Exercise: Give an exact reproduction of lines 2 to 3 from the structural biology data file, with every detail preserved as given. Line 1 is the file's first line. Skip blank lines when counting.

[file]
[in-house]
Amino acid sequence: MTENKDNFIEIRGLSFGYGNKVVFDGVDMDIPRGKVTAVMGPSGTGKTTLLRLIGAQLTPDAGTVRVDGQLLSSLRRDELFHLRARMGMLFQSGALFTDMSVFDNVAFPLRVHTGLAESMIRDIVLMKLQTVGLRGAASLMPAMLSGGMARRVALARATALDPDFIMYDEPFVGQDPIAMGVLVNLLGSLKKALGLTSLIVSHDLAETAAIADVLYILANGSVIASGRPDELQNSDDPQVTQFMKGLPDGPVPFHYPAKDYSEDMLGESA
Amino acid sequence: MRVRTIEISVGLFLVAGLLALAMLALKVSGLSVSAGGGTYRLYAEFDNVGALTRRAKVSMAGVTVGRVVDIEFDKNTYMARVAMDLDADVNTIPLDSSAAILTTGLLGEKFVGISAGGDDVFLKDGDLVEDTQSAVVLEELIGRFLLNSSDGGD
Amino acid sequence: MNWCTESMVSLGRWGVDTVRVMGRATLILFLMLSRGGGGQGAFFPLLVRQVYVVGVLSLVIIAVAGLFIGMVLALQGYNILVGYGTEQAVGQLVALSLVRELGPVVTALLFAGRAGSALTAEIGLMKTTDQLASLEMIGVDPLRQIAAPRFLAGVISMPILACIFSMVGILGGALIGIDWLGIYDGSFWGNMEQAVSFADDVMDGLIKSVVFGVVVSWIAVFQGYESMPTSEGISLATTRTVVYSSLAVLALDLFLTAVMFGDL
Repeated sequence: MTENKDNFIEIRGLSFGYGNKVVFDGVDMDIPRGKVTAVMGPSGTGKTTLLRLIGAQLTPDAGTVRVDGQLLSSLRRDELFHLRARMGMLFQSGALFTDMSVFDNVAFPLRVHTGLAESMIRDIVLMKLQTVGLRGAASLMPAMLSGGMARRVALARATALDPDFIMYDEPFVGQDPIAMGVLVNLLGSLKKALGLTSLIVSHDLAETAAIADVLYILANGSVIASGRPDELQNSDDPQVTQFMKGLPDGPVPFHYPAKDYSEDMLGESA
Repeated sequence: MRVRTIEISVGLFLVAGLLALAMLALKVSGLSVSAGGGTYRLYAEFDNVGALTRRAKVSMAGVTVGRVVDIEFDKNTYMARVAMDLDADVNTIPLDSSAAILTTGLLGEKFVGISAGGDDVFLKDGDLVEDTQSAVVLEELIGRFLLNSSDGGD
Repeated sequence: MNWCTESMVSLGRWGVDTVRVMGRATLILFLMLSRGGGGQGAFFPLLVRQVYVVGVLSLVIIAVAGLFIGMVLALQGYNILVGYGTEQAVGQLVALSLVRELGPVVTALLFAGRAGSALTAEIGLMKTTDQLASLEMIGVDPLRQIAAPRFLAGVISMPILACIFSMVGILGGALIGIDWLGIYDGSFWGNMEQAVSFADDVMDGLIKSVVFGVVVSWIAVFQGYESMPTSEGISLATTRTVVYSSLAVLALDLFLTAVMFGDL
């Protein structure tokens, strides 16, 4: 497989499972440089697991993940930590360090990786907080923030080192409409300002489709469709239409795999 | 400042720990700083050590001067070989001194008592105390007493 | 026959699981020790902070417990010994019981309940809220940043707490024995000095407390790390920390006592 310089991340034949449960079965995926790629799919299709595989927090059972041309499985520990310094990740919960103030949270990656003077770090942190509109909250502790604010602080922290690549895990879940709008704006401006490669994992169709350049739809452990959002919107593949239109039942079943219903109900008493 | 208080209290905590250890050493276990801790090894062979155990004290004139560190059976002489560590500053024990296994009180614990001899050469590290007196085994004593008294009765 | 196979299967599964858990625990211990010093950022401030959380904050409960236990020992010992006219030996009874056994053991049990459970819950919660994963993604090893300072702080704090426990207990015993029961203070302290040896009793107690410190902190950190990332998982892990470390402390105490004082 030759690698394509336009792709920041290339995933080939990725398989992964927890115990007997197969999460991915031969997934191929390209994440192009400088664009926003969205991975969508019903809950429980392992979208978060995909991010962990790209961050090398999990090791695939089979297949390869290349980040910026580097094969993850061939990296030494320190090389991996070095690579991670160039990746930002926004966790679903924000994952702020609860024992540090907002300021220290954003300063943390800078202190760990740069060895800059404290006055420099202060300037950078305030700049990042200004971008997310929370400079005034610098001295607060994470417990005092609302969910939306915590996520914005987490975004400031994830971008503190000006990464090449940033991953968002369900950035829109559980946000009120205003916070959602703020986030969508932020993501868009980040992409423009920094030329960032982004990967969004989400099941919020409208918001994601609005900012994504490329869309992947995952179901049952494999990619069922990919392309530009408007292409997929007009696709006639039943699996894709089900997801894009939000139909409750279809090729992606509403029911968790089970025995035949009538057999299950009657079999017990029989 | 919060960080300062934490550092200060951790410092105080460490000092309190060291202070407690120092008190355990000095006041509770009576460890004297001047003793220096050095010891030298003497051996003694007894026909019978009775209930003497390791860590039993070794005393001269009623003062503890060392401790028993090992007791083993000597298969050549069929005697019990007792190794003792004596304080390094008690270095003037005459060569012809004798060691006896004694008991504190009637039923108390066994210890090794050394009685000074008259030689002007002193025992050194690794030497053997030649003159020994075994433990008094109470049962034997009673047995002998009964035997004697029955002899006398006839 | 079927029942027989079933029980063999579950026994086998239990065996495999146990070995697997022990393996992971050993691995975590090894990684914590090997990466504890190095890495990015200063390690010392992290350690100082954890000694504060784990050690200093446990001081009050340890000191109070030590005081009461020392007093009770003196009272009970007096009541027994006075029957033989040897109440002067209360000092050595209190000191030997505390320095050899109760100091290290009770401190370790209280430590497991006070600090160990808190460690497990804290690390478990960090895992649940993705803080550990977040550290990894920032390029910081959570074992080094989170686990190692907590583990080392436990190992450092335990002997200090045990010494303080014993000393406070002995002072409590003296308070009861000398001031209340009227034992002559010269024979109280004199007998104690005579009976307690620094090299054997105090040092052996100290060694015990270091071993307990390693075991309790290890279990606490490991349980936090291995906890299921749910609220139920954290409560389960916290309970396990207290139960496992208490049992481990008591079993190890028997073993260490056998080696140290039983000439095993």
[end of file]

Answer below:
Amino acid sequence: MTENKDNFIEIRGLSFGYGNKVVFDGVDMDIPRGKVTAVMGPSGTGKTTLLRLIGAQLTPDAGTVRVDGQLLSSLRRDELFHLRARMGMLFQSGALFTDMSVFDNVAFPLRVHTGLAESMIRDIVLMKLQTVGLRGAASLMPAMLSGGMARRVALARATALDPDFIMYDEPFVGQDPIAMGVLVNLLGSLKKALGLTSLIVSHDLAETAAIADVLYILANGSVIASGRPDELQNSDDPQVTQFMKGLPDGPVPFHYPAKDYSEDMLGESA
Amino acid sequence: MRVRTIEISVGLFLVAGLLALAMLALKVSGLSVSAGGGTYRLYAEFDNVGALTRRAKVSMAGVTVGRVVDIEFDKNTYMARVAMDLDADVNTIPLDSSAAILTTGLLGEKFVGISAGGDDVFLKDGDLVEDTQSAVVLEELIGRFLLNSSDGGD